More than three dozen managers and front-office employees at C.R. England Inc. have taken classes to earn a commercial driver license at the request of CEO Chad England, who said he believes the experience of learning to drive big rigs will help the company be more responsive to the needs of drivers.
“It was eye-opening,” said David Allred, director of management services for the Salt Lake City-based refrigerated carrier, who recently went out on his first run with a driver trainer after spending six weeks going through C.R. England’s own CDL training program and receiving his learner’s permit.
Allred said he already has implemented changes that will make it easier for drivers to get in and out of terminal facilities and is looking at what the company can do to enhance the work environment for older drivers in the fleet.
Allred (C.R. England Inc.)
“I’m really glad I did it,” he said.
Aaron Shepherd, vice president of schools for C.R. England, said his initial reaction to the idea of getting a CDL was “panic” since he is the guy who oversees the training of some 9,000 students a year at company-owned facilities in Atlanta, Dallas, Indianapolis, Salt Lake City and Fontana, Calif.
Very quickly, Shepherd said, “I went from panic to OK because I liked the idea. We all knew it was a tough job, but going through the process [of getting a CDL] just increased the level of empathy across the board.”
On his first run in April with a driver trainer and another executive, Shepherd said he drove across Donner Pass in the snow on a route from Salt Lake City to Sacramento, Calif. He experienced a flat tire caused by an embedded loose tire chain and saw firsthand how difficult and time consuming it is to find truck parking.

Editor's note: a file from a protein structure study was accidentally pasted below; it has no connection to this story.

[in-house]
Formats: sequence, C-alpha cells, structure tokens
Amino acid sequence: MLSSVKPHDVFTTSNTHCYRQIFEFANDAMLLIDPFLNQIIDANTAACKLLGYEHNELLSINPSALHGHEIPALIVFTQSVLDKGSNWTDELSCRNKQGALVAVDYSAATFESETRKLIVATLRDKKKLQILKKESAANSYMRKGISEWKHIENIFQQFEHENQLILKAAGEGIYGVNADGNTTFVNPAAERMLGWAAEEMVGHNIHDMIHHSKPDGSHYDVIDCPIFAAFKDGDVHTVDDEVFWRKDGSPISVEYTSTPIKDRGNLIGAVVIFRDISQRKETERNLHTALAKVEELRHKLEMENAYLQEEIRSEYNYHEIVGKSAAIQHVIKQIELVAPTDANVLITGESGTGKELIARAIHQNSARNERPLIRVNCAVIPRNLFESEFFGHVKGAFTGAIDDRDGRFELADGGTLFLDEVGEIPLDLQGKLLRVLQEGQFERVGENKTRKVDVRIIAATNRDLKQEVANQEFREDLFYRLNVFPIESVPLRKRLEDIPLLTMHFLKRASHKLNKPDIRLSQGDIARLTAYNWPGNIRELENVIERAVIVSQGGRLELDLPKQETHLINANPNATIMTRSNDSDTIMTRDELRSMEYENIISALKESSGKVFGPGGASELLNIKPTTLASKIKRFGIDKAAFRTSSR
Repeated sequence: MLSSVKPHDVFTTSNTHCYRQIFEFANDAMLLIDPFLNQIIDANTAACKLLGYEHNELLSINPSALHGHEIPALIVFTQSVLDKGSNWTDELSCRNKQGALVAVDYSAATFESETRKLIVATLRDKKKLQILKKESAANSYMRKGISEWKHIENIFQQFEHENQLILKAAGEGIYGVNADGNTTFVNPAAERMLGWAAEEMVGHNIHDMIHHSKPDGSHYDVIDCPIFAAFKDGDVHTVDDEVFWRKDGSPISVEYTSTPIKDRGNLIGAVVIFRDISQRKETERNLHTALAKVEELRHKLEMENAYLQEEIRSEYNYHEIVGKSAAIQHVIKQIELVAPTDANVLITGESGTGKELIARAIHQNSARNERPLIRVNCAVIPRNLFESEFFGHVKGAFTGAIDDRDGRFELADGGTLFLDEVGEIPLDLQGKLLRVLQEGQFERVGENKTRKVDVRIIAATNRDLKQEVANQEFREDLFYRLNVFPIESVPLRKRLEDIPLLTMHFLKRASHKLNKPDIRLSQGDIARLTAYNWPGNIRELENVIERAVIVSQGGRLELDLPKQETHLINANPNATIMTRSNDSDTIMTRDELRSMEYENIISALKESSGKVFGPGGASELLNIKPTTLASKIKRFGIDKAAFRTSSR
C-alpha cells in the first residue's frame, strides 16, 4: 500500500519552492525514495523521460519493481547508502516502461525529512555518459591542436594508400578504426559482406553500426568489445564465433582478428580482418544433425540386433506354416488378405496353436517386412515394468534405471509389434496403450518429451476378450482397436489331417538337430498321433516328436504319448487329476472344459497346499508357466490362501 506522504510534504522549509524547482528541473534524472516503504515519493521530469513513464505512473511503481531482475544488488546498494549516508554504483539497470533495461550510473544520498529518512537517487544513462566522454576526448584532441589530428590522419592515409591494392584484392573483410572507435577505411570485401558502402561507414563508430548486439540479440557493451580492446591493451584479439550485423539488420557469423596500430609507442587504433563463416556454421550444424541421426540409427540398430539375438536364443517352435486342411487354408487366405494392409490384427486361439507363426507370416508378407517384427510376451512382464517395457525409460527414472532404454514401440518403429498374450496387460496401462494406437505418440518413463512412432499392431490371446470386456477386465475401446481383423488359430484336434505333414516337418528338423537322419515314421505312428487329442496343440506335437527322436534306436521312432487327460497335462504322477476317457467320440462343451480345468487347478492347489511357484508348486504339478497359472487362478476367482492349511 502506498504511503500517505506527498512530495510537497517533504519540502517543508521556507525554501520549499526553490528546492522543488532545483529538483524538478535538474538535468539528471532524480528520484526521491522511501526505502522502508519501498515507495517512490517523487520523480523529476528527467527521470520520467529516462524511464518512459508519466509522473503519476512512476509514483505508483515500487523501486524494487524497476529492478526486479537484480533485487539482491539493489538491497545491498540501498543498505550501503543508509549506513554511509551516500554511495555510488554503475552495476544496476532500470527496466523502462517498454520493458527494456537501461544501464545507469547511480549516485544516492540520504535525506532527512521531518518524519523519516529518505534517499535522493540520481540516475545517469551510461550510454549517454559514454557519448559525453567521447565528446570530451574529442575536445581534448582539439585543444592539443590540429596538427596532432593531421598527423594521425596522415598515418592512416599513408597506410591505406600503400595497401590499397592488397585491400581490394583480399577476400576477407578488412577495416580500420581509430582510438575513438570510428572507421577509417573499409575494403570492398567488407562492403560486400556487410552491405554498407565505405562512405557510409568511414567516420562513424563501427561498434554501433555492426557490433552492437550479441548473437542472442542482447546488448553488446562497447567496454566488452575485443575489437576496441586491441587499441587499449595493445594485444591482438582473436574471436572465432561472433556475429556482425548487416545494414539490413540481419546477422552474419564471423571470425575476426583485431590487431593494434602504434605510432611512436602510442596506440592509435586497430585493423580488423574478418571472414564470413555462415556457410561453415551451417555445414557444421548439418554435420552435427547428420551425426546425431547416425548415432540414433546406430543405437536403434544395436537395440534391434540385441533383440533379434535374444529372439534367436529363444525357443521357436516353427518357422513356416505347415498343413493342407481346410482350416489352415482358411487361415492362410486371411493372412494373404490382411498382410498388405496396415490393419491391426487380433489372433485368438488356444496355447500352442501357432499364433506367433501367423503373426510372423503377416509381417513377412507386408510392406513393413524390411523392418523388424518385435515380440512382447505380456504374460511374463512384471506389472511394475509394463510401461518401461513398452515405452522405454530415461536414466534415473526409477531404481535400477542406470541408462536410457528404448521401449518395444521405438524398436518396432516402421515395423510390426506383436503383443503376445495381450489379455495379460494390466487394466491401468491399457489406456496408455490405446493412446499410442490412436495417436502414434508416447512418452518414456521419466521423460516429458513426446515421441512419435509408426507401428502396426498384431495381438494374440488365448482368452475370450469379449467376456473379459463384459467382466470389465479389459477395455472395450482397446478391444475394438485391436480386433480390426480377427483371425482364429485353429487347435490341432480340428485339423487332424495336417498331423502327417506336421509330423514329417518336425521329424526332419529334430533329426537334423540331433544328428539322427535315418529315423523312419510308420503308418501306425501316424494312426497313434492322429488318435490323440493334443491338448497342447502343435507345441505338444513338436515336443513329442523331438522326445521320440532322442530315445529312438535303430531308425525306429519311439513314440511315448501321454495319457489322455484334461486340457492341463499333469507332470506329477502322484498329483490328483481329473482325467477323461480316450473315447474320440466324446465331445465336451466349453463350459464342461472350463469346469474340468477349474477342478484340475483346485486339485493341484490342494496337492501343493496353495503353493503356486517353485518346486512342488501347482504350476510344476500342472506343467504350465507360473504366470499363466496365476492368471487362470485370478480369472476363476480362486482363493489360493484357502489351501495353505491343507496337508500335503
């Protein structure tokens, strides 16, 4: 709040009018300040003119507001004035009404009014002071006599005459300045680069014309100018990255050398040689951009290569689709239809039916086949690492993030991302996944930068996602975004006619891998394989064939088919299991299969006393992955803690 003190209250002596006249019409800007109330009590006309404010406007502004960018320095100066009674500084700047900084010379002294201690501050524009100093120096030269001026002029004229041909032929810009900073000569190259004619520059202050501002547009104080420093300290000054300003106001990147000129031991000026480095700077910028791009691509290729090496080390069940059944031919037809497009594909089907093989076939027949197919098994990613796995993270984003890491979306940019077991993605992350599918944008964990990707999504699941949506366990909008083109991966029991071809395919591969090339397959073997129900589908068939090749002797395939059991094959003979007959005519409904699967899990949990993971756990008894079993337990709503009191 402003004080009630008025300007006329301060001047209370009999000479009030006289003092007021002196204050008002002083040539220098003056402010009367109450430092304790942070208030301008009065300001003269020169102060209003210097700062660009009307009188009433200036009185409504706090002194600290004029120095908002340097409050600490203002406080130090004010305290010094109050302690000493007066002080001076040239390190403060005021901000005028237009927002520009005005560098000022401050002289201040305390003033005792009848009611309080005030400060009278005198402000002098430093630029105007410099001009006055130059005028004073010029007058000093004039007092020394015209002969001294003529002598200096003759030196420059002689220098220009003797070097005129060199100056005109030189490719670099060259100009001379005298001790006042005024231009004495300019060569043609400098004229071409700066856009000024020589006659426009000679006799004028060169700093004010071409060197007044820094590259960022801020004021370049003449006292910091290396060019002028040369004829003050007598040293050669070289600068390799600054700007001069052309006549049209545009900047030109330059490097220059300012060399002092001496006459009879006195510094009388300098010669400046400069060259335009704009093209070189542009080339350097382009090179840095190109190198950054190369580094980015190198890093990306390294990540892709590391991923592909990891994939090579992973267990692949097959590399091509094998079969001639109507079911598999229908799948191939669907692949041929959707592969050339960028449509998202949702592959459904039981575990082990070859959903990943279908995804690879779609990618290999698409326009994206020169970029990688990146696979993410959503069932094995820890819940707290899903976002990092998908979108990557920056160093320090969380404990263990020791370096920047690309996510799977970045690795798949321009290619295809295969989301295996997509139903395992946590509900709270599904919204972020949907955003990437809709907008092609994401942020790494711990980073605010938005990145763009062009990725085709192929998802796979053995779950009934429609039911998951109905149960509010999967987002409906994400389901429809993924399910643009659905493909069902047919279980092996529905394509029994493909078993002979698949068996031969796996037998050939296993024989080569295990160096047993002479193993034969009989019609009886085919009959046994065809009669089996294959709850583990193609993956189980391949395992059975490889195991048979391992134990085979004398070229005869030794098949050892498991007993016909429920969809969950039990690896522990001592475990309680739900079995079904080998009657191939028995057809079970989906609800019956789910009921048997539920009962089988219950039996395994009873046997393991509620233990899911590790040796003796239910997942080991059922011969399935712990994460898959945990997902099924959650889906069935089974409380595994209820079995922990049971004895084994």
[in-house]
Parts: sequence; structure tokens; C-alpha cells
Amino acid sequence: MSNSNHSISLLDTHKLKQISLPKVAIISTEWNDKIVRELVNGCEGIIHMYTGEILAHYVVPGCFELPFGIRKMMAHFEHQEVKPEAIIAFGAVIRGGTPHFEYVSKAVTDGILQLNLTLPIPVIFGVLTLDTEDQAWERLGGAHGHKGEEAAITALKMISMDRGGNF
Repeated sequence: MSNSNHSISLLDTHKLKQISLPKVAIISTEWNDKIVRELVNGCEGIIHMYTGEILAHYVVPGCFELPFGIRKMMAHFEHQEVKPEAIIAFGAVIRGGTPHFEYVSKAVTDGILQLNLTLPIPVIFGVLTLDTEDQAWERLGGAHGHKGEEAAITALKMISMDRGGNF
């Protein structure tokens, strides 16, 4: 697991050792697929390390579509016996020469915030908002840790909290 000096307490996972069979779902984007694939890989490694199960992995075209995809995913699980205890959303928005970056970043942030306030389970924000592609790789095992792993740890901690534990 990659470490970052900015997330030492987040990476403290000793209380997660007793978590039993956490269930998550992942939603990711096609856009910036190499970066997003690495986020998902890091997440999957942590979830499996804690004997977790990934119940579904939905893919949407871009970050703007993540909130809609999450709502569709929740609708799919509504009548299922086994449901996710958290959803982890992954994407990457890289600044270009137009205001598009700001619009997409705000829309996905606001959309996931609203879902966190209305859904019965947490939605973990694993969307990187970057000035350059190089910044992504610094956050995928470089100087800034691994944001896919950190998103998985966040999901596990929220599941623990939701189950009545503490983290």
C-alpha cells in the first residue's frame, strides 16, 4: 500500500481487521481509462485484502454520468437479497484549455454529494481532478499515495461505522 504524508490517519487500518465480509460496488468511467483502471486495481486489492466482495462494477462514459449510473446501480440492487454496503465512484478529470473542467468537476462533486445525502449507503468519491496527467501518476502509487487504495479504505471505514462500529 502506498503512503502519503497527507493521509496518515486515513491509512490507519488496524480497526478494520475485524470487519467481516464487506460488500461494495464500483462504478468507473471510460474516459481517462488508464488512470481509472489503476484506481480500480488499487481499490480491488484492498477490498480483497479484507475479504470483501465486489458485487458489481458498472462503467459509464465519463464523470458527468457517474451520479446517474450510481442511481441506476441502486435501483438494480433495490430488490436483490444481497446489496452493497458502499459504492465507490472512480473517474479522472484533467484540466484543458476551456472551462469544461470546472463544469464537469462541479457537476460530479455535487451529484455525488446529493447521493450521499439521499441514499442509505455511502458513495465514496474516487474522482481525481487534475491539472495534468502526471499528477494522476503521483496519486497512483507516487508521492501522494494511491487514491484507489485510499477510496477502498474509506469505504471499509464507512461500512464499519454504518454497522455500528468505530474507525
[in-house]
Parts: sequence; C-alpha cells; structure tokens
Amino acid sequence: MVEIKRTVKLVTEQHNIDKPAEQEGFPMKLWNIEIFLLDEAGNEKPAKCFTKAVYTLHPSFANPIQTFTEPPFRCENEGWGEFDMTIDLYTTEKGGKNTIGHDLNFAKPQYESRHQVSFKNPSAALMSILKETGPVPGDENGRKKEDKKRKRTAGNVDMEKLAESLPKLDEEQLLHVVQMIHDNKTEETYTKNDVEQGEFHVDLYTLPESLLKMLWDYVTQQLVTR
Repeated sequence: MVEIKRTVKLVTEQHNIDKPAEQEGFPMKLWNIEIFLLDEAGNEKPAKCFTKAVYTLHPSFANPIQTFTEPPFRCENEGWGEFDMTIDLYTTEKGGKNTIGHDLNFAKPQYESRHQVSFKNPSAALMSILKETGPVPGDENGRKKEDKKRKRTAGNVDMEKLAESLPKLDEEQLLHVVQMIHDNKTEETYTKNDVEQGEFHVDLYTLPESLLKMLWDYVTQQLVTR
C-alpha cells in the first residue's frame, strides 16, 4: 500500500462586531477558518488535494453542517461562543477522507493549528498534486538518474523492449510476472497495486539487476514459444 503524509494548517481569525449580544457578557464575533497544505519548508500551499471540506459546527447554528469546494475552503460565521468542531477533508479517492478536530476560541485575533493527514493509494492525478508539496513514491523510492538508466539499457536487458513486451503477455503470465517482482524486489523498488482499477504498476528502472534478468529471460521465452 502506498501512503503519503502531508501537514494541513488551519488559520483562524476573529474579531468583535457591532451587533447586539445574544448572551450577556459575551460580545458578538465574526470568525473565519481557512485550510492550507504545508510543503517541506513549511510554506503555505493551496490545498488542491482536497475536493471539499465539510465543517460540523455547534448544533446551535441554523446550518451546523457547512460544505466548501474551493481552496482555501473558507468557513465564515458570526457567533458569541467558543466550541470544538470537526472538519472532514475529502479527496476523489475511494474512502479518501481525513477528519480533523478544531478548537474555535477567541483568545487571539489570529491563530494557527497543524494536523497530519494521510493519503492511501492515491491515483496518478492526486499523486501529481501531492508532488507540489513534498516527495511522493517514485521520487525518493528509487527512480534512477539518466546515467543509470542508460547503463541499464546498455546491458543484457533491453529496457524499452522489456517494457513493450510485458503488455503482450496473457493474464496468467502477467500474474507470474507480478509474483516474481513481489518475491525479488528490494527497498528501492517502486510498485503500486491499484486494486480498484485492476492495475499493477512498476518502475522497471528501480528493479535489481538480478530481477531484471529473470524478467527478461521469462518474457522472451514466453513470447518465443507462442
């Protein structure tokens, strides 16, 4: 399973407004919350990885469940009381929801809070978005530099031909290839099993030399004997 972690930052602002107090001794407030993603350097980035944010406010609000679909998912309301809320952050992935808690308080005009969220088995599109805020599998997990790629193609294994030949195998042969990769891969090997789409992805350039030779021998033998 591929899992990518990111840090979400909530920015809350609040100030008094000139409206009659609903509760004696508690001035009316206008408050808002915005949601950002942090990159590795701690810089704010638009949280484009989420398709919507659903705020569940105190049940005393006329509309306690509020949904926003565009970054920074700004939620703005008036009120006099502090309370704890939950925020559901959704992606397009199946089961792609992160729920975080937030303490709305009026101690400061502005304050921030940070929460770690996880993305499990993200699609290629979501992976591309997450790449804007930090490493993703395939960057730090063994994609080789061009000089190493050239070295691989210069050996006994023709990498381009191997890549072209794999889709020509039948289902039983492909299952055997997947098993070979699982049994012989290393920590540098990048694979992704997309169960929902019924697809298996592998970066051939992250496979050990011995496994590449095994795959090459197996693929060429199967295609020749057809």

“It’s physically and mentally exhausting,” Shepherd said of his time behind the wheel.
Brandon Harrison, C.R. England's chief sales officer, recently completed his second trip as part of the program. He provided Transport Topics with a digital diary of his journey.
Based on his experience, Shepherd said he has a better understanding of the challenges facing new drivers and he is working with company officials to offer more assistance to drivers on the road and to modify truck cabs to provide more driver comfort features.
“Falling asleep in a truck was a challenge for both of us,” Shepherd said of his time on the road with a fellow executive. “It’s definitely an issue for new drivers.”
In his first trip behind the wheel, Brandon Harrison, C.R. England’s chief sales officer, said he faced what drivers fear the most, which is being forced to wait hours to be unloaded, wasting time that could be spent driving and disrupting schedules for picking up other loads.
“We had a 5 a.m. delivery appointment and came in the night before, but there was nowhere to park,” Harrison recalled. “We found a place and then sat for seven to eight hours, which of course had a ripple effect on our next pickup. I saw that multiple times.”
As a consequence of his experience, Harrison said he has had follow-up conversations with shippers, and many have agreed to provide better facilities and more training for employees to expedite loading and unloading at their facilities. But not everyone is willing or able to help and those “bad actors,” according to Harrison, will face higher shipping charges or lose service.
“I know [delays] happen, but it’s different sitting behind a desk and looking at a computer monitor and being in a truck and it’s hot and there’s no sense of urgency,” Harrison said. “It’s incredibly frustrating.”
Dan and Jan England (left) and Gene and Bill England. (C.R. England Inc.)
Chad England said he comes from a long line of truckers, beginning with company founder Chester England, followed by brothers Gene and Bill and his father, Dan, all of whom were licensed drivers as well as business executives.
“It’s in my blood,” said England, who got his CDL in 1997 while attending college and who proposed the idea of requiring other management employees to get trained as a way of experiencing firsthand what drivers go through and looking at business issues “through the drivers’ eyes.”
As a result, England said he sees “more empathy” in the boardroom and a willingness of managers to bring up issues of concern to drivers. “It’s refreshing,” he said.
The program is open to all nondriving personnel in the company. “We don’t require it, but if you want to get a CDL, we will give you that opportunity and pay for it,” England said. “We want everyone here to see the world from behind the wheel.”